3. Only a couple small things I would have changed. One is the window. You mentioned one of the minor things with the way that the joints lapped (this is really minor though). The other thing I would have done is to put the plexiglass inside of the frame (centered) and made a slight down-slope on the sill plate. Much the same way a normal window is constructed; it would help with keeping water out. The other thing that I would have changed is longer screws for the 2x but joints, 3.5 instead of 2.5 ….

    I’ve been building crap for nearly 35 years and I can say that your construction methods were spot on and you did a great job. I would even say that this is over built but that’s not a bad thing, especially with a structure that can be broken down into parts. Stronger construction is a good thing in parts that can potentially be moved around.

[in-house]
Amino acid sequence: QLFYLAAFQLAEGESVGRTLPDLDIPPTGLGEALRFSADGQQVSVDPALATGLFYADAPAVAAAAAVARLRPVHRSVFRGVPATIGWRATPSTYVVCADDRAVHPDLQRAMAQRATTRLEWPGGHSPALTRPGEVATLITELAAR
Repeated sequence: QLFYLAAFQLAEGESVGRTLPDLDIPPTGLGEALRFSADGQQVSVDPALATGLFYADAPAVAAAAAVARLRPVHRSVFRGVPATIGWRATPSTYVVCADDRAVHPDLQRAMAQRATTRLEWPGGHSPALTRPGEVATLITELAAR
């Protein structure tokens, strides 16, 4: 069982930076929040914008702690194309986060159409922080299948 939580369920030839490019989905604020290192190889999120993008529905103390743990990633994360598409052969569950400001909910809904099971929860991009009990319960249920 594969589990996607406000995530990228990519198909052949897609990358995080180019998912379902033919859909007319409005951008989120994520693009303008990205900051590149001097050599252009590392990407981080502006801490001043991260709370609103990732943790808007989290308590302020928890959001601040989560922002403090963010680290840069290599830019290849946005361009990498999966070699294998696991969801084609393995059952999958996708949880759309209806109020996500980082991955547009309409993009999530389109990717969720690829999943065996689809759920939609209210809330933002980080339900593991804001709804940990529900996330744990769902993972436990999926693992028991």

1. Ian Ide Great feedback! Thank you. The first plan was actually to center the plexiglass like you mentioned but make it removable being weather proof still. (Place the glass on the inside piece and pull it to the inside to allow air flow on cooler days) I couldn’t figure out a way to be able to keep a good seal when it was in place so I just made it one complete unit. I actually did tilt the window to the outside a little to allow the water to drain because like you mentioned, I didn’t want water to collect against the glass. I plan on doing some minor upgrades later on. It means a lot to have experienced carpenters say this was good. Thank you much!!!